56 F3d 65 Shackleford v. Decker

Patrick SHACKLEFORD, Plaintiff-Appellant,
Jim DECKER; Gene Weaver; Jim Ryan; Mike Starnes; Damien
Stanton; James Booher; Wayne Alexander; John Doe,
Transporting Officer, Defendants-Appellees,
John Shickle, Defendant.

No. 94-6464.

United States Court of Appeals, Sixth Circuit.

May 25, 1995.

56 F.3d 65
NOTICE: Sixth Circuit Rule 24(c) states that citation of unpublished dispositions is disfavored except for establishing res judicata, estoppel, or the law of the case and requires service of copies of cited unpublished dispositions of the Sixth Circuit.

view counter

Before: KENNEDY and JONES, Circuit Judges, and HOLSCHUH, Chief District Judge.*



Patrick Shackleford, a Kentucky citizen, appeals pro se the summary judgment for defendants in this civil rights action filed under 42 U.S.C. Sec. 1983. The case has been referred to a panel of the court pursuant to Rule 9(a), Rules of the Sixth Circuit. Upon examination, this panel unanimously agrees that oral argument is not needed. Fed. R. App. P. 34(a).


Shackleford filed this action against numerous Kentucky law enforcement officials, alleging that the defendants had employed excessive force in arresting him and then were deliberately indifferent to his need for medical attention to the injuries he suffered. The defendants moved to dismiss the action as barred by the one year statute of limitations governing Sec. 1983 actions in Kentucky, as the events complained of took place on March 16, 1990, but the complaint was not filed until December 2, 1991. Shackleford responded that the statute of limitations was tolled by the application of Ky. Rev. Stat. Sec. 413.310 during his incarceration. Although that statute was repealed effective July 13, 1990, Shackleford also argued that he was unaware of the repeal due to the allegedly inadequate law library at his place of incarceration. The district court dismissed the action, and Shackleford appealed. This court vacated the dismissal and remanded the case to determine whether equitable tolling should apply under the facts alleged by Shackleford. Shackleford v. Decker, No. 92-5882 (6th Cir. Mar. 24, 1993).


On remand, Shackleford was deposed. It was learned that he was not continuously incarcerated following the accrual of his cause of action, but in fact was released on bond from October 15, 1990, through November 15, 1990. Further, he had consulted several attorneys about filing an action against the defendants, and allegedly received erroneous advice concerning the statute of limitations, on the basis of which he was pursuing a malpractice action in Kentucky state courts. On the basis of this new information, defendants moved for and were granted summary judgment. The district court properly found that, under the circumstances, Shackleford could not invoke the doctrine of equitable tolling based on his ignorance of the law. Cf. Rose v. Dole, 945 F.2d 1331, 1335-36 (6th Cir. 1991) (per curiam).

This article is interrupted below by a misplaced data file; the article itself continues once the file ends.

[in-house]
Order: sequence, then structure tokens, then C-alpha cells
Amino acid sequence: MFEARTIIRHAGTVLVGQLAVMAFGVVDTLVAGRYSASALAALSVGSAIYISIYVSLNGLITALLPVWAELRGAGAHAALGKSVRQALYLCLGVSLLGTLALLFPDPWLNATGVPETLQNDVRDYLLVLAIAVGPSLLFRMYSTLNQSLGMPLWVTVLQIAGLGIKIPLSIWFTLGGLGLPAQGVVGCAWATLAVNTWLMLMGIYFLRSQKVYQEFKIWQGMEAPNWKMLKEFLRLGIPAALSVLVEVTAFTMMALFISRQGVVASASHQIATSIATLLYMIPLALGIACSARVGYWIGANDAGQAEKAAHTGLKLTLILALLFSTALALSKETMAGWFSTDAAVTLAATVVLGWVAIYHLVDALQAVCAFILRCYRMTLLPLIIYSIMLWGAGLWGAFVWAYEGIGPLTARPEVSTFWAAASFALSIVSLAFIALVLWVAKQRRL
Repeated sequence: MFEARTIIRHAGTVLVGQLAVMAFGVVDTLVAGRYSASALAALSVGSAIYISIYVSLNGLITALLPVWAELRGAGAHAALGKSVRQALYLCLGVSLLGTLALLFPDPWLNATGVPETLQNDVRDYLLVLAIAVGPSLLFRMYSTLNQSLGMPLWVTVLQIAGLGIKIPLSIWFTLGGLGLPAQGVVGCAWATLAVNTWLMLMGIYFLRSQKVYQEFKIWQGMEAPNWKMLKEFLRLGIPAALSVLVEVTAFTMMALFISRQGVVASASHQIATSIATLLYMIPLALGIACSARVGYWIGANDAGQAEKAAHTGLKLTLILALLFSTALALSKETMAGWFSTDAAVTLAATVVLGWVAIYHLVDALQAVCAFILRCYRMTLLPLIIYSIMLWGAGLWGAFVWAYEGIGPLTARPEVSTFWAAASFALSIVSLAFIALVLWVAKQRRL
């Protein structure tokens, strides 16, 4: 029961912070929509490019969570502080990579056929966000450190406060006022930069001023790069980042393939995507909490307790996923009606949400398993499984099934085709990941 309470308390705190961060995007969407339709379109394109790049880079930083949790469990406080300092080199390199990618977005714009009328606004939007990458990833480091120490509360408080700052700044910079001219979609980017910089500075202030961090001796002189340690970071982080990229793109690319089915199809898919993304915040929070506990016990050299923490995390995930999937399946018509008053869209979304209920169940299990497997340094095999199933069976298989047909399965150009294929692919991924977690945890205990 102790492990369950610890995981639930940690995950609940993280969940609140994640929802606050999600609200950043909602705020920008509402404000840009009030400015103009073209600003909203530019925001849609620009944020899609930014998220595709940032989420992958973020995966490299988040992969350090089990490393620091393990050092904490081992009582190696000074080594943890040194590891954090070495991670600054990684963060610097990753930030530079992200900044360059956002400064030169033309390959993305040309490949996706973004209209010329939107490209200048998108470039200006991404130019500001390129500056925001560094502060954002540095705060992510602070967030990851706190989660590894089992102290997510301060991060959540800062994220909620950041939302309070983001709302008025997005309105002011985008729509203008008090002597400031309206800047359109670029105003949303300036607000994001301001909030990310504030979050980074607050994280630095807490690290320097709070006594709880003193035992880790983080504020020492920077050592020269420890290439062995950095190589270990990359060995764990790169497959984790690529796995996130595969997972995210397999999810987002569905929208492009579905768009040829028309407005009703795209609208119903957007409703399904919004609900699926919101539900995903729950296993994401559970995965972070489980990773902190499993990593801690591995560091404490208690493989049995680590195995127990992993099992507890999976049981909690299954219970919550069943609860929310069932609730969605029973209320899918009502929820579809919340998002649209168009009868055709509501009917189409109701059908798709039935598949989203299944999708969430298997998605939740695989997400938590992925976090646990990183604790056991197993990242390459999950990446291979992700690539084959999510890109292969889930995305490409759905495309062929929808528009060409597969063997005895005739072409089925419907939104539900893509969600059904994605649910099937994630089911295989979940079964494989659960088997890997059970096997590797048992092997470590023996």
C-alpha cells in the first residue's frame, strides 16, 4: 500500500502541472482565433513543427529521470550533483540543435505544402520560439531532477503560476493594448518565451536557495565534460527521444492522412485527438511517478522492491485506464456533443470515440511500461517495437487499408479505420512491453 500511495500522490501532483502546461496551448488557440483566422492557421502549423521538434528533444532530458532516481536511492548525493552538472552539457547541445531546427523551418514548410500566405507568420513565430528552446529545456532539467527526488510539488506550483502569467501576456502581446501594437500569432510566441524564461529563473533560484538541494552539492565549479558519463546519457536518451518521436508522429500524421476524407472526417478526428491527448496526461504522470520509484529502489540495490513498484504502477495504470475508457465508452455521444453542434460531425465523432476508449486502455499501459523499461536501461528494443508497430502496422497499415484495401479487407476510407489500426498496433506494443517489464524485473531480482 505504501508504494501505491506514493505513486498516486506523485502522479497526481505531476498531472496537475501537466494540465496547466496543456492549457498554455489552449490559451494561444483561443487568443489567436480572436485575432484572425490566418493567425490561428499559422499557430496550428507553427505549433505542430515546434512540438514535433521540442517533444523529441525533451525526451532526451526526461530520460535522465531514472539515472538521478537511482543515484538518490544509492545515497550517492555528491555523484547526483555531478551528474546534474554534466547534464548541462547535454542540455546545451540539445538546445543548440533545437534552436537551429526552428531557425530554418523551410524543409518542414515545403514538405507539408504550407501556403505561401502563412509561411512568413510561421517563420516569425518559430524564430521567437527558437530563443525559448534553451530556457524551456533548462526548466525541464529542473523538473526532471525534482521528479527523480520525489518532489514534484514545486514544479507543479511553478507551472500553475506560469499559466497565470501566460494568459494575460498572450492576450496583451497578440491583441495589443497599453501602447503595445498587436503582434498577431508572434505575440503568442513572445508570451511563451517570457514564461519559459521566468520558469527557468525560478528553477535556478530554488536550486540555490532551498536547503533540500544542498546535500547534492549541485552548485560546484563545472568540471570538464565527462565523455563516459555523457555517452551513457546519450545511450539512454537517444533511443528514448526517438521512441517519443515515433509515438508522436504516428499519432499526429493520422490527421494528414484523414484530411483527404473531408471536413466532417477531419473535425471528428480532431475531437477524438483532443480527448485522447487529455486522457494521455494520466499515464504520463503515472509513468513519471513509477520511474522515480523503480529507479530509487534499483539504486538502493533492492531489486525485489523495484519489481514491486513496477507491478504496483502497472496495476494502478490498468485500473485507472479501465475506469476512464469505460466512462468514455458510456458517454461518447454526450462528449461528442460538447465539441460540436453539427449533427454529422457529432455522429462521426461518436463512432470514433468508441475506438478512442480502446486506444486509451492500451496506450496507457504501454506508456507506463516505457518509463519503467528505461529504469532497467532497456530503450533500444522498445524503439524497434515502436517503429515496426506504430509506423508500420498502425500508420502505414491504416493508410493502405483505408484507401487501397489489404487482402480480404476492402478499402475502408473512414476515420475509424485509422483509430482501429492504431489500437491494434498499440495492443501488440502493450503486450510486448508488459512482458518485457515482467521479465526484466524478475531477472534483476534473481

Shackleford has again appealed, but has abandoned his argument regarding equitable tolling. Instead, he invites the court to find an exception to the law of the case doctrine and to conclude that the panel in his prior appeal was clearly erroneous in finding that his complaint was barred by the statute of limitations unless equitable tolling were applied. He also in effect seeks the overruling of Brown v. Wigginton, 981 F.2d 913 (6th Cir. 1992) (per curiam), a factually similar case which the prior panel found controlling here, wherein a plaintiff incarcerated at the time the Kentucky tolling statute was repealed was given one year from the date of the repeal to file a timely complaint.


Upon review, we conclude that the defendants were properly granted summary judgment, as there is no genuine issue of material fact, and they are entitled to judgment as a matter of law. See Anderson v. Liberty Lobby, Inc., 477 U.S. 242, 247 (1986). We decline the invitation to find an exception to the law of the case doctrine or to overrule Brown, supra, as even the application of the tolling statute to the facts of this case would not render Shackleford's complaint timely. He does not dispute that he was released from imprisonment from October 15, 1990, through November 15, 1990. Accordingly, even if the statute of limitations did not begin to run until such release, his complaint filed on December 2, 1991, was nevertheless barred by the statute of limitations. Accordingly, the summary judgment for defendants is affirmed. Rule 9(b)(3), Rules of the Sixth Circuit.


The Honorable John D. Holschuh, Chief United States District Judge for the Southern District of Ohio, sitting by designation